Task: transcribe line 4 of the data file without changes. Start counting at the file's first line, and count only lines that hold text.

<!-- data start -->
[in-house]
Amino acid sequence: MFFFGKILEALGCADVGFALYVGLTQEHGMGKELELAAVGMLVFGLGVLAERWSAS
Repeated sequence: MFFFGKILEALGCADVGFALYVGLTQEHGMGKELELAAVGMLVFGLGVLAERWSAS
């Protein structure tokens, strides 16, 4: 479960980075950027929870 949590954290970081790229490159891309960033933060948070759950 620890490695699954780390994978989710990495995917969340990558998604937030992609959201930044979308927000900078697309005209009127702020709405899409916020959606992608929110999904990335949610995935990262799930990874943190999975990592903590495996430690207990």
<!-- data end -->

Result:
């Protein structure tokens, strides 16, 4: 479960980075950027929870 949590954290970081790229490159891309960033933060948070759950 620890490695699954780390994978989710990495995917969340990558998604937030992609959201930044979308927000900078697309005209009127702020709405899409916020959606992608929110999904990335949610995935990262799930990874943190999975990592903590495996430690207990």